Seattle Mariners pitching coach Mel Stottlemyre says the Mariners have what other teams aren’t going to be able to find in the middle of the season — a starting pitcher they say can be a difference-maker.
That’s right — Hisashi Iwakuma.
Thought he was done, his Mariners career over? Stottlemyre says be prepared to be surprised by a potential resurgence from the former All-Star who has a no-hitter on his resume.
“This guy is far from done,” Stottlemyre said.
Iwakuma is on a minor league, see-what’s-left-in-the-tank contract he signed this offseason.
To clarify, he won’t pitch for the Mariners anytime soon, as in the first month of the season. But Mariners manager Scott Servais said Thursday that the plan is for Iwakuma to throw a full bullpen before they leave spring training following his recovery from shoulder “debridement” surgery performed by Dr. Keith Meister on Sept. 27.
Iwakuma threw off the bullpen mound Thursday afternoon.
“He’s looked good at this point,” Stottlemyre said. “I watched him and what he went through last year and how the ball is coming out of his hand and trying to find the slot, the plane, the deceleration — everything for me lends itself to look like he’s feeling healthy and the ball is coming out.
“And now we have to start the progression to bullpens, to live rehab assignments. This guy could be our secret weapon — no doubt.”
Yeah, secret weapon. Servais said the same thing.
“We were just talking about him yesterday and I think looking at him, I’m hopeful that he can really impact us at some point as kind of like our secret weapon,” Servais said.
“We all know what Kuma brings and how he competes. He’s got to have his stuff back. But everything indicates he feels really good. The ball is coming out good and he he’s hasn’t thrown a bullpen yet, but he’s getting close.”
That’s far from the believed outlook when Iwakuma was shut down last season from May 7 (initially with shoulder inflammation) after just five starts with the Mariners.
He had said he even thought about retirement. He was shut down in mid-September, but before that he had thrown a pair of June rehab assignments in Triple-A Tacoma before his throwing program was shut down in early July after discouraging results and continued discomfort in his shoulder.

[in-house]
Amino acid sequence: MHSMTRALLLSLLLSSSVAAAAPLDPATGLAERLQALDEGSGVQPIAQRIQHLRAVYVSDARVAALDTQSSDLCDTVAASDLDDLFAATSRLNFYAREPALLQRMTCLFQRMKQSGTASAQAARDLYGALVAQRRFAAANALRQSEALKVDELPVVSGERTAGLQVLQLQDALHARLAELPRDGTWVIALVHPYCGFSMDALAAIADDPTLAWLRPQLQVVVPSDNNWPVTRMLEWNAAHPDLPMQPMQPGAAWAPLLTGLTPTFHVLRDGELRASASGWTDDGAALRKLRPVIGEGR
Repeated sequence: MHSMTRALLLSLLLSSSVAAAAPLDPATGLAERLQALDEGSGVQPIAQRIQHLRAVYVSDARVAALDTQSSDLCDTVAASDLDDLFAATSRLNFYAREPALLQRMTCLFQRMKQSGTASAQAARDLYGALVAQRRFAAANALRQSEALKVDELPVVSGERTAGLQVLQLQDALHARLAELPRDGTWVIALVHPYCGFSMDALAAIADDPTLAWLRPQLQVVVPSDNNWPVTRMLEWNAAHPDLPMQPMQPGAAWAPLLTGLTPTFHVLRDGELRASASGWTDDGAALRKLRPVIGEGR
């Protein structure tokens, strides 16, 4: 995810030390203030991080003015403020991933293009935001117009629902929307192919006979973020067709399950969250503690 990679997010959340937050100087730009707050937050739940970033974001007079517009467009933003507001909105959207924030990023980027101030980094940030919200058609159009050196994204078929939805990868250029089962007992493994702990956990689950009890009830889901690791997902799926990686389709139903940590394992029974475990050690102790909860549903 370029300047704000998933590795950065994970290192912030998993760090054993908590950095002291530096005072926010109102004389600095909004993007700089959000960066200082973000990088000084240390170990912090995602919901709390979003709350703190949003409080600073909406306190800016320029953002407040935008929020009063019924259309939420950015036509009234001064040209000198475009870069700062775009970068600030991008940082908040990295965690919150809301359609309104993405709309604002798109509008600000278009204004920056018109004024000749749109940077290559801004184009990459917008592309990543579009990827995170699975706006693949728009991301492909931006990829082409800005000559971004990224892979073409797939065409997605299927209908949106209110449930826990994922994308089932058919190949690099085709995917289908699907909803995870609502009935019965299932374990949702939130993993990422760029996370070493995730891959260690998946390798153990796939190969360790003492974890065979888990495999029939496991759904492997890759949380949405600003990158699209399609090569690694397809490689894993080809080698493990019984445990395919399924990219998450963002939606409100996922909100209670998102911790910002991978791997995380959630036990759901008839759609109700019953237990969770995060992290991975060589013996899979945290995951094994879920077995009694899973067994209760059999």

But he came back to the Mariners when he signed a minor-league deal in late November. Others have doubted, but Servais said he hasn’t.
“I always thought, all offseason … I know Dr. Meister and he was very optimistic,” Servais said.
The surgery was an arthroscopic cleanup to remove some scar tissue and loose bodies in the shoulder. Nothing was torn.
“(Meister) was very positive coming out of the surgery that he felt Kuma would pitch again and be a productive guy,” Servais said. “I don’t know how much is left in the tank, but I certainly feel good about him getting back out there. But really all offseason I’ve felt good about his chances and kind of seeing him and how he’s going about it — so why not?”
Why not, indeed. The Mariners have plenty other rotation options now — this coming after entering the 2017 spring training with plans for Felix Hernandez, James Paxton, Drew Smyly, Iwakuma and Yovani Gallardo … before Ariel Miranda ended up leading the team in innings.
Now there’s Hernandez, Paxton, Mike Leake and Marco Gonzales — at least to start the season before the Mariners would need a fifth starter in the rotation by April 11. And then they can add either Miranda or Rob Whalen before Erasmo Ramirez returns from a lat strain (he was scheduled to throw a bullpen session on Friday).
So Iwakuma could be a cherry on top.
“The coaches are really talking about that. Think about that — you’re not going to go out in May or June and trade for a guy like that,” Stottlemyre said. “You’re not. Those guys aren’t there.”
Since coming over from Japan, Iwakuma is 63-39 for his six-year career with a 3.42 ERA. He was 16-12 in 2016 with a 4.12 ERA in 33 starts and 199 innings (compared to Miranda leading the team with 160 innings last year, with Paxton behind him at 136 innings). But then Iwakuma started just six games in 2017 and allowed 15 runs in 31 innings.
“He has a lot of miles on his arm. The guy has been around. We don’t know how much is left,” Stottlemyre said. “But the guys knows how to pitch and the question is can he get his stuff back? If the stuff can show back up, we already know what we’re going to get as far as throwing the guy out between the lines. He’s already proven that.
“The game-planning and ability to read bats and manage the game — that’s going to be like riding a bike for him. It’s just going to be a matter of can we get those weapons back to where they are.”